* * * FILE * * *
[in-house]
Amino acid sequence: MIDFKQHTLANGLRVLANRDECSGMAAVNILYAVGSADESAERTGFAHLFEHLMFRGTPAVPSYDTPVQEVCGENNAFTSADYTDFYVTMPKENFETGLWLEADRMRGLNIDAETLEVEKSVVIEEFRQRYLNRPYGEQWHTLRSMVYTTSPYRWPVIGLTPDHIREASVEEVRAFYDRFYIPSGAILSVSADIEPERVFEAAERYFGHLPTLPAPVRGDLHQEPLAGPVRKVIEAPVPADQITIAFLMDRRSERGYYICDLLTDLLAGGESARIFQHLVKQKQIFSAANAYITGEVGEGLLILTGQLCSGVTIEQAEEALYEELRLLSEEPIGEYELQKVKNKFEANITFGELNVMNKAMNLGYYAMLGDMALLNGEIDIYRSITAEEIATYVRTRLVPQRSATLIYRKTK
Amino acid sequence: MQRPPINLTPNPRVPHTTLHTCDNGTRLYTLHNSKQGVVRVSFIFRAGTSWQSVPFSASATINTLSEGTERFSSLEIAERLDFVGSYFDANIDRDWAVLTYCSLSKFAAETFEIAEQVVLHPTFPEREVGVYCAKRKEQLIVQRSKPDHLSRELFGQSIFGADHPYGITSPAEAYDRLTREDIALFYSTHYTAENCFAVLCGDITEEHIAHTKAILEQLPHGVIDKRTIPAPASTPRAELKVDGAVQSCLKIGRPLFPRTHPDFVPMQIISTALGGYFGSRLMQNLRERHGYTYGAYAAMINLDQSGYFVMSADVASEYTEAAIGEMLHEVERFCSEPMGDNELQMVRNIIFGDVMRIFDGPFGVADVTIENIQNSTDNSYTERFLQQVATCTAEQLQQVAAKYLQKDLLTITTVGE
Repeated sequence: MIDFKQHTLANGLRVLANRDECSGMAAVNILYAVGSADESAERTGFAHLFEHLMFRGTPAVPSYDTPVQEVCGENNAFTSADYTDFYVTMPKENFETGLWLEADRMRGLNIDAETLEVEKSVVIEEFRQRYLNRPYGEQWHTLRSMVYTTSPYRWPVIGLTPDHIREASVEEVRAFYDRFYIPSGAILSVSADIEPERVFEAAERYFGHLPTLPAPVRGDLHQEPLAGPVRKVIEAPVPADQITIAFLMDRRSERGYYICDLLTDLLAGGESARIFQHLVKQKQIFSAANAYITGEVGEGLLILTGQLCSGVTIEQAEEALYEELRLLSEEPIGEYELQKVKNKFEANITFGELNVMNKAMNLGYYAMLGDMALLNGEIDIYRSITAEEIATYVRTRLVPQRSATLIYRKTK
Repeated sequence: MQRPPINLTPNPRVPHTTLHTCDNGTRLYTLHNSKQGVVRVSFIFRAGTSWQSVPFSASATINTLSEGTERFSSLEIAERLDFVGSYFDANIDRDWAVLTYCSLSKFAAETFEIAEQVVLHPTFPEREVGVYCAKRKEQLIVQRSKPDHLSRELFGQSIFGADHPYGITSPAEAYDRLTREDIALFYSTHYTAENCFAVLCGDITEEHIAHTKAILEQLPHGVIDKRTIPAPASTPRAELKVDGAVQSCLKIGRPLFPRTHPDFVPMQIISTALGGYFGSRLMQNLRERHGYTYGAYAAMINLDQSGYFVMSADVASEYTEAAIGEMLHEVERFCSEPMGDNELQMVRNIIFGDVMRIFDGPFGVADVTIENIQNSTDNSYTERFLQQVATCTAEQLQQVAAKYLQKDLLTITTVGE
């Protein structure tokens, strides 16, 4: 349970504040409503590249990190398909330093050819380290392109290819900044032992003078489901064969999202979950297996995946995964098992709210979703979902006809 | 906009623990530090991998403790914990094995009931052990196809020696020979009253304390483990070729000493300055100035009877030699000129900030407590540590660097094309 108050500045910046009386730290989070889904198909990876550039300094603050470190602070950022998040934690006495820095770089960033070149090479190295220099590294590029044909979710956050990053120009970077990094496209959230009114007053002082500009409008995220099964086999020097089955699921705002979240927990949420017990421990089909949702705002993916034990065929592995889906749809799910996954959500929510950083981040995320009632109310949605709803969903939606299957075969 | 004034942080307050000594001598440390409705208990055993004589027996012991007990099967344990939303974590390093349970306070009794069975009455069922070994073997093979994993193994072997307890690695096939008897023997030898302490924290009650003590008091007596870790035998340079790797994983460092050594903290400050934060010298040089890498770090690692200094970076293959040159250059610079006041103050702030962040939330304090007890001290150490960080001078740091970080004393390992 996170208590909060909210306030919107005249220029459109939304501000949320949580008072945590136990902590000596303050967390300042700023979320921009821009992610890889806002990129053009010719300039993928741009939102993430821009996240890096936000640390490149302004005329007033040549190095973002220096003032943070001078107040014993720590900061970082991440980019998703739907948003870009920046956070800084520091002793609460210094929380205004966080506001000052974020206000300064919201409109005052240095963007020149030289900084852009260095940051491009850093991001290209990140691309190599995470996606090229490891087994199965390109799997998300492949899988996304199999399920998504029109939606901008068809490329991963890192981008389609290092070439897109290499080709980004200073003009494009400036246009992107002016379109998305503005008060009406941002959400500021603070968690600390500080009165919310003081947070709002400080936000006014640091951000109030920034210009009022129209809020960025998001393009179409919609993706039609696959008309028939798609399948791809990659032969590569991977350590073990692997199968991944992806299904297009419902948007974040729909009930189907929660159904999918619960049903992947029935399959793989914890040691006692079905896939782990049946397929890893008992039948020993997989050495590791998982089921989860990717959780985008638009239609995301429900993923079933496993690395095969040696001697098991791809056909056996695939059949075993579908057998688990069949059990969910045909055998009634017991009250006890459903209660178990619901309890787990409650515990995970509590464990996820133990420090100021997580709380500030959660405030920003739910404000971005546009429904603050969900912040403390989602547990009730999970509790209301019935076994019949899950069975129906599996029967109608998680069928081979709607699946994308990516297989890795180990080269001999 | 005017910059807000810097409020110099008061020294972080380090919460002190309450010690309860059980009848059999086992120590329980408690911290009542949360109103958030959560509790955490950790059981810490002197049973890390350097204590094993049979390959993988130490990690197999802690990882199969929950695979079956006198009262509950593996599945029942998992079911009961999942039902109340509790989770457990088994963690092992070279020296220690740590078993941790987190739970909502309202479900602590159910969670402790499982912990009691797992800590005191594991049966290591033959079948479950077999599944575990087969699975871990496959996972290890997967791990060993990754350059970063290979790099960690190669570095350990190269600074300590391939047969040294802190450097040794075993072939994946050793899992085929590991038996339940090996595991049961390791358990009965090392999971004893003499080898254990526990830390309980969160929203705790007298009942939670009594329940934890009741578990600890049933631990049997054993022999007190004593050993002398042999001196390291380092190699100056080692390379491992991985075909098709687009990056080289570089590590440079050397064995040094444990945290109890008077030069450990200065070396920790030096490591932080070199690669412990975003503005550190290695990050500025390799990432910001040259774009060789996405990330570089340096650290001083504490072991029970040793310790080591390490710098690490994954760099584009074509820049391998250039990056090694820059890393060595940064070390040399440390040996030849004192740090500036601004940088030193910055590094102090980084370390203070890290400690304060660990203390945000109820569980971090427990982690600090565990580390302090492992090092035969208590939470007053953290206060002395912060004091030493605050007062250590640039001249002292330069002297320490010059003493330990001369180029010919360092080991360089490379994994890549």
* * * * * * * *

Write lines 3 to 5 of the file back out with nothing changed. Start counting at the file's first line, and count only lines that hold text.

Amino acid sequence: MQRPPINLTPNPRVPHTTLHTCDNGTRLYTLHNSKQGVVRVSFIFRAGTSWQSVPFSASATINTLSEGTERFSSLEIAERLDFVGSYFDANIDRDWAVLTYCSLSKFAAETFEIAEQVVLHPTFPEREVGVYCAKRKEQLIVQRSKPDHLSRELFGQSIFGADHPYGITSPAEAYDRLTREDIALFYSTHYTAENCFAVLCGDITEEHIAHTKAILEQLPHGVIDKRTIPAPASTPRAELKVDGAVQSCLKIGRPLFPRTHPDFVPMQIISTALGGYFGSRLMQNLRERHGYTYGAYAAMINLDQSGYFVMSADVASEYTEAAIGEMLHEVERFCSEPMGDNELQMVRNIIFGDVMRIFDGPFGVADVTIENIQNSTDNSYTERFLQQVATCTAEQLQQVAAKYLQKDLLTITTVGE
Repeated sequence: MIDFKQHTLANGLRVLANRDECSGMAAVNILYAVGSADESAERTGFAHLFEHLMFRGTPAVPSYDTPVQEVCGENNAFTSADYTDFYVTMPKENFETGLWLEADRMRGLNIDAETLEVEKSVVIEEFRQRYLNRPYGEQWHTLRSMVYTTSPYRWPVIGLTPDHIREASVEEVRAFYDRFYIPSGAILSVSADIEPERVFEAAERYFGHLPTLPAPVRGDLHQEPLAGPVRKVIEAPVPADQITIAFLMDRRSERGYYICDLLTDLLAGGESARIFQHLVKQKQIFSAANAYITGEVGEGLLILTGQLCSGVTIEQAEEALYEELRLLSEEPIGEYELQKVKNKFEANITFGELNVMNKAMNLGYYAMLGDMALLNGEIDIYRSITAEEIATYVRTRLVPQRSATLIYRKTK
Repeated sequence: MQRPPINLTPNPRVPHTTLHTCDNGTRLYTLHNSKQGVVRVSFIFRAGTSWQSVPFSASATINTLSEGTERFSSLEIAERLDFVGSYFDANIDRDWAVLTYCSLSKFAAETFEIAEQVVLHPTFPEREVGVYCAKRKEQLIVQRSKPDHLSRELFGQSIFGADHPYGITSPAEAYDRLTREDIALFYSTHYTAENCFAVLCGDITEEHIAHTKAILEQLPHGVIDKRTIPAPASTPRAELKVDGAVQSCLKIGRPLFPRTHPDFVPMQIISTALGGYFGSRLMQNLRERHGYTYGAYAAMINLDQSGYFVMSADVASEYTEAAIGEMLHEVERFCSEPMGDNELQMVRNIIFGDVMRIFDGPFGVADVTIENIQNSTDNSYTERFLQQVATCTAEQLQQVAAKYLQKDLLTITTVGE